Computer-controlled polishing (CCP) with computer numeric controlled (CNC) machines offers optics manufacturers a volume fabrication technology. Working the edges of nonround components using CCP techniques presents a significant challenge, however. Often, the tool removal profile does not reach all the way to the edge, leaving a raised region. Push the tool close enough to the edge to catch the raised region and you run the risk of a rolled edge in the clear aperture.
By raster scanning a magnetorheological finishing (MRF) system, engineers at QED Technologies (Rochester, NY) have developed a high-convergence tool that can address this challenge. The machine uses a magnetorheological fluid to automatically polish rectangular mirrors, windows, and prisms to λ/25. Unlike the company's earlier versions, which use a spiral tool path to polish round parts, the raster version is symmetric with rectangular parts. "The main distinction for this approach versus the spinning approach is the aperture," says QED president Don Golini. "If the part is round, you can spin it. The raster can do rectangular or cylindrical parts."
In MRF, the work piece sits at a fixed distance from a rotating spherical wheel, so that the optical surface and the wheel surface form a converging gap. An electromagnet placed below the moving wheel generates a nonuniform magnetic field gradient normal to the wheel in the vicinity of the gap. Magnetorheological polishing fluid that becomes highly viscous in the presence of a magnetic field is delivered to the wheel just above the pole of the electromagnet. The fluid acquires the wheel velocity and essentially becomes a subaperture polishing tool.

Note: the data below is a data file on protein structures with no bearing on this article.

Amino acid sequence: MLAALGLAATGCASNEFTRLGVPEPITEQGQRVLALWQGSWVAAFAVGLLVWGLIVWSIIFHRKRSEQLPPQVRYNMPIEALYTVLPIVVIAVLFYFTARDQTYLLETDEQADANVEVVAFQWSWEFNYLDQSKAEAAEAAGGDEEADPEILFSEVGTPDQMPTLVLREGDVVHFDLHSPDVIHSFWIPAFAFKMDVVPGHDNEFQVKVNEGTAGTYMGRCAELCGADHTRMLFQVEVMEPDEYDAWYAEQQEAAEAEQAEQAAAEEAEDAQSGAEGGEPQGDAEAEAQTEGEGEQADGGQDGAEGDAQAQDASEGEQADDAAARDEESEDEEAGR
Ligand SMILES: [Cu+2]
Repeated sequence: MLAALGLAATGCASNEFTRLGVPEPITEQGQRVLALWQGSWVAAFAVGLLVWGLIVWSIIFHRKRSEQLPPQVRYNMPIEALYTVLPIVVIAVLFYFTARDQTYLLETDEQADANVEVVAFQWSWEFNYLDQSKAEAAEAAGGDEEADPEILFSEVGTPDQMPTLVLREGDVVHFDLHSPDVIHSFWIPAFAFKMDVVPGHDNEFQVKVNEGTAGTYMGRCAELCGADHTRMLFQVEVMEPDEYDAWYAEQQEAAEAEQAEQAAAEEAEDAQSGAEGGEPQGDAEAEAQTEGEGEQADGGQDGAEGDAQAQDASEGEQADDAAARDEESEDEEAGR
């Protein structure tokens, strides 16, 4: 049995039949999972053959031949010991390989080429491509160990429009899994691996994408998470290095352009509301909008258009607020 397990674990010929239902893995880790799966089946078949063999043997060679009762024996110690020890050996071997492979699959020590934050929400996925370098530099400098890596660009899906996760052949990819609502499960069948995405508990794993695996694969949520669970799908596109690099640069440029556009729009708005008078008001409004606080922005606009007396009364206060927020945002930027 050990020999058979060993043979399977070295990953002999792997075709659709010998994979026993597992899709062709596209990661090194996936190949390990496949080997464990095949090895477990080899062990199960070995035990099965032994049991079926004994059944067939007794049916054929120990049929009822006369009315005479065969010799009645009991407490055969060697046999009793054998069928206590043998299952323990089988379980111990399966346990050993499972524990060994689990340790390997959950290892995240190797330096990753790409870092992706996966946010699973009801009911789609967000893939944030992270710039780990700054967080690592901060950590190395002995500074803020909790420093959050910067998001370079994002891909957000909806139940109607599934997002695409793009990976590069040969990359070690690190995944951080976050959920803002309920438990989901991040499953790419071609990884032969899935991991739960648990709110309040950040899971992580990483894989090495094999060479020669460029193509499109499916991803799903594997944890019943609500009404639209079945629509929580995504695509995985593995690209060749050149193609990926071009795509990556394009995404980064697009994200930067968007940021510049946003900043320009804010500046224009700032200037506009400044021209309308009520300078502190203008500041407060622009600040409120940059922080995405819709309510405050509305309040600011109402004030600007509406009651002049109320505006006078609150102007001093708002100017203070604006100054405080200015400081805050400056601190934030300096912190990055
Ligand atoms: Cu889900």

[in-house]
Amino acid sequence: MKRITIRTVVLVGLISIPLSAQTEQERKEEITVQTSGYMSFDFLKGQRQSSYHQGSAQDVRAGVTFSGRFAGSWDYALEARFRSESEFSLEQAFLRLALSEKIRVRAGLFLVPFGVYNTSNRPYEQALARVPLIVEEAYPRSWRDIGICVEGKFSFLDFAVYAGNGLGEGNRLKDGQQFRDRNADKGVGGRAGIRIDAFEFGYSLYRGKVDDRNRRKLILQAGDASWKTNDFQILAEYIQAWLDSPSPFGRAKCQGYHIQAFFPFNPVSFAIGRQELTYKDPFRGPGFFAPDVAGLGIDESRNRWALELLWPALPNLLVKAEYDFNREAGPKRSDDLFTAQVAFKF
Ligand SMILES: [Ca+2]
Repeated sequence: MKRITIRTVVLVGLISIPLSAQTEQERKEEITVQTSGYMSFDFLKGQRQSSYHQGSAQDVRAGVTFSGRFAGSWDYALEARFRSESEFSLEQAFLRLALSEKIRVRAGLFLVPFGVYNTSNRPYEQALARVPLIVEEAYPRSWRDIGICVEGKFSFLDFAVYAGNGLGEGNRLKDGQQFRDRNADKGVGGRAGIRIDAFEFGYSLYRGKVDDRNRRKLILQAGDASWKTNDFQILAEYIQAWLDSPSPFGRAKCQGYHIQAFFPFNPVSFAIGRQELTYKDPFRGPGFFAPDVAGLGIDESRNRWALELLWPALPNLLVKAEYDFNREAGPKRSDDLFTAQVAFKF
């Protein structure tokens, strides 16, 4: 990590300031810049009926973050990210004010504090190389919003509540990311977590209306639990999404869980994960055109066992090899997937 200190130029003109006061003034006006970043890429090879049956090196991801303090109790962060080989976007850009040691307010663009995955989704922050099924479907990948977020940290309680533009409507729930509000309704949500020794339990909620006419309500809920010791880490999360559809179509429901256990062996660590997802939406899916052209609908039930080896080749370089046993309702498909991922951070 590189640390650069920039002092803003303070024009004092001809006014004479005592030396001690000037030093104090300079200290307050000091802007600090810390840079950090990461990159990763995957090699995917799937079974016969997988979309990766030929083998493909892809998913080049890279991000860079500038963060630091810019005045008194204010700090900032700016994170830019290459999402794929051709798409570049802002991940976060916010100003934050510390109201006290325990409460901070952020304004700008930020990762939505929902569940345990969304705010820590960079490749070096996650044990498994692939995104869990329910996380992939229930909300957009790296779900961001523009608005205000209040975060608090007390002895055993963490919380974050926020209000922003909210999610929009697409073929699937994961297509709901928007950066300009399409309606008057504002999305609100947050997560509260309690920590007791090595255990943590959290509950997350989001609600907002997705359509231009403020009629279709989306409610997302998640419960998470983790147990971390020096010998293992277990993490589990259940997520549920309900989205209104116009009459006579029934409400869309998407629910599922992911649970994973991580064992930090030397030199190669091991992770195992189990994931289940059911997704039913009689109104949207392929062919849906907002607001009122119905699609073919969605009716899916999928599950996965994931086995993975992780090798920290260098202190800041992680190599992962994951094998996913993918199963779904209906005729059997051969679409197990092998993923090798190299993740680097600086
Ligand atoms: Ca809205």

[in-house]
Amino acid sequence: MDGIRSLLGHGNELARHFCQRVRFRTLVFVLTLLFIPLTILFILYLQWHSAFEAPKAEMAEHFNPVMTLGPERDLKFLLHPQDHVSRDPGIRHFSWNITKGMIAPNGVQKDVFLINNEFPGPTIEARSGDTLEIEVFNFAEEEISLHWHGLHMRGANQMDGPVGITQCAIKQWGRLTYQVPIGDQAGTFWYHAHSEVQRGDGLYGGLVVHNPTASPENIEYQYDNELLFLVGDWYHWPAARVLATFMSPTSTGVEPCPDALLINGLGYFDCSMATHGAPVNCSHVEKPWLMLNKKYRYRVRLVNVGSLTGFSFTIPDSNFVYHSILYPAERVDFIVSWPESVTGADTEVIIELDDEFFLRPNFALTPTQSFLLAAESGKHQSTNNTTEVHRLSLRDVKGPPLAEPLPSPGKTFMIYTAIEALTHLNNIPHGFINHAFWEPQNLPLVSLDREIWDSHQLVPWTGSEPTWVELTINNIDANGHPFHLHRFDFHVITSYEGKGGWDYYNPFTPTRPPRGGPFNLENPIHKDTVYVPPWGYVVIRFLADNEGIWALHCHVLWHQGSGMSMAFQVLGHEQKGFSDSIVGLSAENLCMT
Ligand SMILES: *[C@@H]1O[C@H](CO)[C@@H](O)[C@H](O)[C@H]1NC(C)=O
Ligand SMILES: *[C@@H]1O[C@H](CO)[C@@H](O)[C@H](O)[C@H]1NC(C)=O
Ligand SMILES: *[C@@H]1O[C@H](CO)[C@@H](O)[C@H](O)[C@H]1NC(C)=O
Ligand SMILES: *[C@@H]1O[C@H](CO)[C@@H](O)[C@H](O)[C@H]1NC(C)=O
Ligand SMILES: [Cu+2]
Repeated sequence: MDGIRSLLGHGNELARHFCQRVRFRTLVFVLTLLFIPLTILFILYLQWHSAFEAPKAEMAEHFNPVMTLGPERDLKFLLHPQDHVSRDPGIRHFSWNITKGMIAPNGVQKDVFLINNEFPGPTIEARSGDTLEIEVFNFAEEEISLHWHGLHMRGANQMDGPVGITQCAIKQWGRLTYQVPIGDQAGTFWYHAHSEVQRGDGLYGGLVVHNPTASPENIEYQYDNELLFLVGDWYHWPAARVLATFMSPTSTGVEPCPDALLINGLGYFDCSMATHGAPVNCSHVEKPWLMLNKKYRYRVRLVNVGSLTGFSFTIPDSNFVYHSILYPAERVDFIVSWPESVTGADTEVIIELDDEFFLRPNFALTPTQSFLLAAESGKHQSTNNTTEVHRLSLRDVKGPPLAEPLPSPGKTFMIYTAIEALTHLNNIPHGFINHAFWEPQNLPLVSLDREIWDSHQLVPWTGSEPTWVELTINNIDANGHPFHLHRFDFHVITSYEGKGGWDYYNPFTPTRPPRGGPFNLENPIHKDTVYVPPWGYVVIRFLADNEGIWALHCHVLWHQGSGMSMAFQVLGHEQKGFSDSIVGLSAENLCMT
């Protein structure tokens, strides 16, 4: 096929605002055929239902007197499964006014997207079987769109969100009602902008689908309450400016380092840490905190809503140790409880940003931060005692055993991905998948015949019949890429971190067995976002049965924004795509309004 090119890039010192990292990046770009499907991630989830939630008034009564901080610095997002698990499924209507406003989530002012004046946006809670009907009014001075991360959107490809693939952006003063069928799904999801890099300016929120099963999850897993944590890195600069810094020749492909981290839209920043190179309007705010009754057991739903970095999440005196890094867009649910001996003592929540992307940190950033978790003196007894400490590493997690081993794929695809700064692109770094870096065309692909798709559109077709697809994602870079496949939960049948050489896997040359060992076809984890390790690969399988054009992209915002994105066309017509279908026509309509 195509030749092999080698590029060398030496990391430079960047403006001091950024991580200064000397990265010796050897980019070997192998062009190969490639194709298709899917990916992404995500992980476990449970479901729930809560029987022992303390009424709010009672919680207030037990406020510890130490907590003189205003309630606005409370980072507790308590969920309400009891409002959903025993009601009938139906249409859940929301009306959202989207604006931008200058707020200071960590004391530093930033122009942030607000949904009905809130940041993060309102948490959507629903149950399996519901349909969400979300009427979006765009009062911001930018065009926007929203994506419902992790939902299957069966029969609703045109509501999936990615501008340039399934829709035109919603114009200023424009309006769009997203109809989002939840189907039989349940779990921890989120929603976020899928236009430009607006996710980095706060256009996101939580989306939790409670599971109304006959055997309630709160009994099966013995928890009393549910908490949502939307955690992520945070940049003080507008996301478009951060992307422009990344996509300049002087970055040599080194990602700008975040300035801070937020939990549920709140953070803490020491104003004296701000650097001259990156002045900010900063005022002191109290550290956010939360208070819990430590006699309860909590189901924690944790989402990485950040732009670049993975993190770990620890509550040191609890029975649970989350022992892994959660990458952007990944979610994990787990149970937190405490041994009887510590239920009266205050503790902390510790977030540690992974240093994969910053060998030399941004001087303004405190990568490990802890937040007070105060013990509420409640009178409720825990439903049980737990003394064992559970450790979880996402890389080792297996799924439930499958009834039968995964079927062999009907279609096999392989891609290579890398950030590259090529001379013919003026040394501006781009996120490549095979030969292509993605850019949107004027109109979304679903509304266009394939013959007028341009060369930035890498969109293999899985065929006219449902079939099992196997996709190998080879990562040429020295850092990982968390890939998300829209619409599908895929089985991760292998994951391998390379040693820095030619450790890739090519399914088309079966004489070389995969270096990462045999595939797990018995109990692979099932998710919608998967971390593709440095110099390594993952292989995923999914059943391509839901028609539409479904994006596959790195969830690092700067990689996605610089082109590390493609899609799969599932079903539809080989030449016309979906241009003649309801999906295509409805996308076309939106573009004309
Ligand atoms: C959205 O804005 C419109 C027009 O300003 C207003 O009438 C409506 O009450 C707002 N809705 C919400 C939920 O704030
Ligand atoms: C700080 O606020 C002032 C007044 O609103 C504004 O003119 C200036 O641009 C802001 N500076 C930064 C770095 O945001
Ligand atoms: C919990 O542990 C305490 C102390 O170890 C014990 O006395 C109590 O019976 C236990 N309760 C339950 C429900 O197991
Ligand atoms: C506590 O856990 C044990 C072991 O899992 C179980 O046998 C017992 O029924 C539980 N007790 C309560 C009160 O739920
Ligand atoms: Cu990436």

"The big difference is that in this process, the slurry doesn't seem to change its removal characteristics over fairly long periods of time," says Peter Mumola, vice president of optics for Zygo Corp. (Middlefield, CT). "In slurry CCP, as pH changes, the slurry loads up. That doesn't seem to happen with MRF."
Zygo Corp. engineers have used the raster-scanned machine to finish rectangular windows of Zerodur, a low-expansion glass ceramic from Schott Glass (Duryea, PA). "Behind the face we were polishing was a lot of [structuring for] light weighting," says Mumola. "When we tried to polish it conventionally we ended up with print through."
To develop the raster scan machine, QED built an MRF machine around a 5-axis CNC platform, replaced the software engine, and revamped the algorithms to make the device operate in a raster scan rather than the spiral scan. The lines of the raster scan are much more closely spaced that the tool footprint, to ensure even coverage. Since July 2000, Mumola and his colleagues have used the equipment on a multi-shift basis to produce plano reference mirrors for high-accuracy stage positioning systems. "The machine has done an excellent job in producing parts with a high flatness requirement," he says. "We're getting better than λ/20 p-v, and it does it routinely and efficiently."
Zygo has used the technology on materials as diverse as sapphire, silicon carbide, and calcium fluoride (CaF2). In the case of CaF2, lens blanks of the material are cross sections of a crystal and exhibit spatially varying degrees of mechanical hardness, so fabrication using conventional polishing techniques can be very difficult. "MRF is an enabling technology for volume production of calcium fluoride optics at 193- and 157-nm wavelengths," says Golini, citing manufacturers such as the Silicon Valley Group (San Jose, CA), Carl Zeiss (Oberkochen, Germany), and Tropel Corp. (Fairport, NY) as customers.
Mumola, for one, is bullish on the technology. "We had two CNC machines that were configured for CCP, and we basically had QED turn them into MRF machines," he says with a laugh.